Lime or Not to Lime
How Much Lime Should I Apply Per Acre of Land?
by Herb Kirchhoff, Demand Media
Too much lime can be as bad as too little
Many household lawns can benefit from application of lime, also known as calcium carbonate or limestone. By neutralizing soil acidity, it raises pH to the slightly acidic level between 6 and 7 where most turfgrass species grow best. It takes about 1.2 tons of ground agricultural limestone per acre to raise soil pH by one point in loam soil. Halve that amount for sandy soil and double it for clay soils.
Soil testing is an essential part of pH management. You shouldn’t apply lime without knowing whether the soil needs pH correction and how much it requires. Do-it-yourself soil pH test kits or soil pH meters from a hardware or home center can indicate if lime is needed but not how much to apply to your particular lawn. It’s better to have your soil tested by your state or county cooperative extension service. These agencies not only test pH but also analyze your soil type to make a recommendation on how much lime to apply to raise your lawn’s pH to a desired level.
Bagged or Bulk
If your acre of lawn tests out at a pH of 5, for example, it needs a one-point increase in pH to bring it up to a pH of 6 for turfgrass health. The 1.2 tons of limestone needed to accomplish this change is equal to 48 standard 50-pound bags of ground agricultural limestone. Alternatively, you can buy your ground limestone in bulk at a lower cost per ton if you have a dry, weatherproof location to store it and will be able to spread it soon after delivery.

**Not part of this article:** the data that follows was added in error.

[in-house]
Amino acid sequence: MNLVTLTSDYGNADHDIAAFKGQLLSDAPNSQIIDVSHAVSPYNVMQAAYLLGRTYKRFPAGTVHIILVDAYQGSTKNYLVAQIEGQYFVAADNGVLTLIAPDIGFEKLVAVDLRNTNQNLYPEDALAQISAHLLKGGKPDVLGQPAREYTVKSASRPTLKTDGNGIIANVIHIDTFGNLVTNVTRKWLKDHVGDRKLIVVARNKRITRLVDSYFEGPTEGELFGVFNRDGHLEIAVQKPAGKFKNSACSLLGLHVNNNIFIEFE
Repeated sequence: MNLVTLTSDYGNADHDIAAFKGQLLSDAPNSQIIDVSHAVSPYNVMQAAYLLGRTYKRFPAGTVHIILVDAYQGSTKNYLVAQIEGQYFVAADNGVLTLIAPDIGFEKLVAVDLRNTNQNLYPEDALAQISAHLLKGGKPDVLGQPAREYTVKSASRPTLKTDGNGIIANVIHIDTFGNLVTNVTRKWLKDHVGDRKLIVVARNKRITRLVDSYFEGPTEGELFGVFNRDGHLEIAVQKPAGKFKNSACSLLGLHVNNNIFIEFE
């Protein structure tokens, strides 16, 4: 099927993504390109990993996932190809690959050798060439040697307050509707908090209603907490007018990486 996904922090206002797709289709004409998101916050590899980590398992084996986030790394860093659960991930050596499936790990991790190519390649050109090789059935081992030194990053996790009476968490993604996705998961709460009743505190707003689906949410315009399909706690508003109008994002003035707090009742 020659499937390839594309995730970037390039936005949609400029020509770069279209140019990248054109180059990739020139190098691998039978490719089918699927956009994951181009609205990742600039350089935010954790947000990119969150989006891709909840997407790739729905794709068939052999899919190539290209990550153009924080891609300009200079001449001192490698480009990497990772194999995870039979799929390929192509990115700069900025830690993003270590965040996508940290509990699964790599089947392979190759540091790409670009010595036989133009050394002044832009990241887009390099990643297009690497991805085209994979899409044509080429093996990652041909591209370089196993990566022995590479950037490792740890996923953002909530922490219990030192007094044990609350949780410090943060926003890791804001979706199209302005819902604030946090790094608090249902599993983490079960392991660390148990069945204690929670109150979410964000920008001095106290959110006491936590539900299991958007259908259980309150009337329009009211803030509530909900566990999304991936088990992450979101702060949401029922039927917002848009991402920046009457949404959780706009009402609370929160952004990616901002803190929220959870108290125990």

Types of Lime
There are five different liming materials that vary in potency and safety. Besides ground agricultural limestone, there’s ground dolomitic limestone that supplies magnesium as well as calcium. Both act slowly. Pelletized limestone has been treated to form tiny pellets that are easier to spread and act faster than the preceding two types, but it’s more expensive. These three types are safe to handle and are spread at the same rate. The other liming materials are burned lime and hydrated lime. These act fast and are much more potent than other lime types. You’d need 80 percent less burned lime and 60 percent less hydrated lime to achieve a given pH increase. However, they can cause alkali burns on skin and plant tissue and tend to cake up inside spreaders.
Apply ground limestone any time during the year, except when grass is brown or ground is frozen. Apply with a push-type or tow-behind drop spreader. Water the lawn thoroughly after application. If you need more than a one-point pH correction, split the required amount of ground limestone in half, applying one half now and the remainder in six months. Don’t lime again for at least three years. If applying lime to lawn space being renovated, till the lime into the top 7 inches of soil before seeding.
Acidic Soil Causes
Soil becomes acidic as the result of heavy rains, decomposing organic matter, excess irrigation, use of acidifying nitrogen fertilizers and acidic groundwater. Soil pH below 6 interferes with turfgrass uptake of nutrients such as potassium, nitrogen, phosphorus, molybdenum, magnesium, calcium and sulfur. Turfgrass that is starving for nutrients won’t look its best and will be less able to withstand or recover from drought, heat or heavy traffic.